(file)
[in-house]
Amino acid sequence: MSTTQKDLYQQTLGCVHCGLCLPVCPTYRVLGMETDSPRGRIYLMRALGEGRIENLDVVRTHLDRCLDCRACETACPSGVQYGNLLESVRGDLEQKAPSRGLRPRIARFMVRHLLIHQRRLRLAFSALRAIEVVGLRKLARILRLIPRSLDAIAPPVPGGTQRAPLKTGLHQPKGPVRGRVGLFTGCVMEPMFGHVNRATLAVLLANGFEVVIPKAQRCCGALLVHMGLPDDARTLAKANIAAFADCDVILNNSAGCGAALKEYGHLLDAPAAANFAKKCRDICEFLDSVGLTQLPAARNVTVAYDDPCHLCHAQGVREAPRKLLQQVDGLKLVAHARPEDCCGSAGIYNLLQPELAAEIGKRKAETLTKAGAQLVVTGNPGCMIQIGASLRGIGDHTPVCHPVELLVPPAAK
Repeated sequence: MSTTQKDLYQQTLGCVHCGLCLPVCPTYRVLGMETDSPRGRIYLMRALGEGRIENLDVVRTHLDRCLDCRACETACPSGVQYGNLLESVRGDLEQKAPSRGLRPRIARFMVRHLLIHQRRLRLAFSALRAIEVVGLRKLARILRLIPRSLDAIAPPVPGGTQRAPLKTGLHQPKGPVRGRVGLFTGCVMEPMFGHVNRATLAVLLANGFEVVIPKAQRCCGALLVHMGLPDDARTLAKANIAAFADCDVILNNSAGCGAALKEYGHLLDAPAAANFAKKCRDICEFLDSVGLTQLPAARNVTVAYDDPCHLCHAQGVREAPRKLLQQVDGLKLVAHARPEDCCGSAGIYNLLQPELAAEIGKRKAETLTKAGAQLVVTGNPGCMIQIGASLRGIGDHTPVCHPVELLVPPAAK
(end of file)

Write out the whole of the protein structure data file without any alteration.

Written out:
[in-house]
Amino acid sequence: MSTTQKDLYQQTLGCVHCGLCLPVCPTYRVLGMETDSPRGRIYLMRALGEGRIENLDVVRTHLDRCLDCRACETACPSGVQYGNLLESVRGDLEQKAPSRGLRPRIARFMVRHLLIHQRRLRLAFSALRAIEVVGLRKLARILRLIPRSLDAIAPPVPGGTQRAPLKTGLHQPKGPVRGRVGLFTGCVMEPMFGHVNRATLAVLLANGFEVVIPKAQRCCGALLVHMGLPDDARTLAKANIAAFADCDVILNNSAGCGAALKEYGHLLDAPAAANFAKKCRDICEFLDSVGLTQLPAARNVTVAYDDPCHLCHAQGVREAPRKLLQQVDGLKLVAHARPEDCCGSAGIYNLLQPELAAEIGKRKAETLTKAGAQLVVTGNPGCMIQIGASLRGIGDHTPVCHPVELLVPPAAK
Repeated sequence: MSTTQKDLYQQTLGCVHCGLCLPVCPTYRVLGMETDSPRGRIYLMRALGEGRIENLDVVRTHLDRCLDCRACETACPSGVQYGNLLESVRGDLEQKAPSRGLRPRIARFMVRHLLIHQRRLRLAFSALRAIEVVGLRKLARILRLIPRSLDAIAPPVPGGTQRAPLKTGLHQPKGPVRGRVGLFTGCVMEPMFGHVNRATLAVLLANGFEVVIPKAQRCCGALLVHMGLPDDARTLAKANIAAFADCDVILNNSAGCGAALKEYGHLLDAPAAANFAKKCRDICEFLDSVGLTQLPAARNVTVAYDDPCHLCHAQGVREAPRKLLQQVDGLKLVAHARPEDCCGSAGIYNLLQPELAAEIGKRKAETLTKAGAQLVVTGNPGCMIQIGASLRGIGDHTPVCHPVELLVPPAAK